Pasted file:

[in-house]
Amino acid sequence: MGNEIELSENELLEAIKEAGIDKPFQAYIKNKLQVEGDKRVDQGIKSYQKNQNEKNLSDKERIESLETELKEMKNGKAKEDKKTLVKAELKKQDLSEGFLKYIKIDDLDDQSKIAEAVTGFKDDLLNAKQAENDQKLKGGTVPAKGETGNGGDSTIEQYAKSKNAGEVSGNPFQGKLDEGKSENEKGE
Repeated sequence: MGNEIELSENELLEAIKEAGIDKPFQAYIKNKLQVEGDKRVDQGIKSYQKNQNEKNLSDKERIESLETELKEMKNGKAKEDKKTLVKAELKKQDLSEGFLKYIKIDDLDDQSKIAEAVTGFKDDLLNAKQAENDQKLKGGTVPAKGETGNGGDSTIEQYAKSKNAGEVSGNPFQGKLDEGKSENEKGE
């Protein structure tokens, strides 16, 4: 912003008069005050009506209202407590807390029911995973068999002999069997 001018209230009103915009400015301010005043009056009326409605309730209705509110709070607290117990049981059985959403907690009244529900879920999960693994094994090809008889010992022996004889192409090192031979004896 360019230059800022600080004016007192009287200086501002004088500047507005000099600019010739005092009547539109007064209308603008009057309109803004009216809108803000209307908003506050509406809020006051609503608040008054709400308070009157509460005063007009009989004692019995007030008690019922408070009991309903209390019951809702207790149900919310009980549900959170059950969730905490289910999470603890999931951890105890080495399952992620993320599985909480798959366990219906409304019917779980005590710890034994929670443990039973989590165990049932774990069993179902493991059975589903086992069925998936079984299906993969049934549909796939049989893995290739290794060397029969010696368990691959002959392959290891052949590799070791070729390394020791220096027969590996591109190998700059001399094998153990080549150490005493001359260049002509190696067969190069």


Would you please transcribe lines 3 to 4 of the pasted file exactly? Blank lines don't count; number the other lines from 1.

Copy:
Repeated sequence: MGNEIELSENELLEAIKEAGIDKPFQAYIKNKLQVEGDKRVDQGIKSYQKNQNEKNLSDKERIESLETELKEMKNGKAKEDKKTLVKAELKKQDLSEGFLKYIKIDDLDDQSKIAEAVTGFKDDLLNAKQAENDQKLKGGTVPAKGETGNGGDSTIEQYAKSKNAGEVSGNPFQGKLDEGKSENEKGE
């Protein structure tokens, strides 16, 4: 912003008069005050009506209202407590807390029911995973068999002999069997 001018209230009103915009400015301010005043009056009326409605309730209705509110709070607290117990049981059985959403907690009244529900879920999960693994094994090809008889010992022996004889192409090192031979004896 360019230059800022600080004016007192009287200086501002004088500047507005000099600019010739005092009547539109007064209308603008009057309109803004009216809108803000209307908003506050509406809020006051609503608040008054709400308070009157509460005063007009009989004692019995007030008690019922408070009991309903209390019951809702207790149900919310009980549900959170059950969730905490289910999470603890999931951890105890080495399952992620993320599985909480798959366990219906409304019917779980005590710890034994929670443990039973989590165990049932774990069993179902493991059975589903086992069925998936079984299906993969049934549909796939049989893995290739290794060397029969010696368990691959002959392959290891052949590799070791070729390394020791220096027969590996591109190998700059001399094998153990080549150490005493001359260049002509190696067969190069």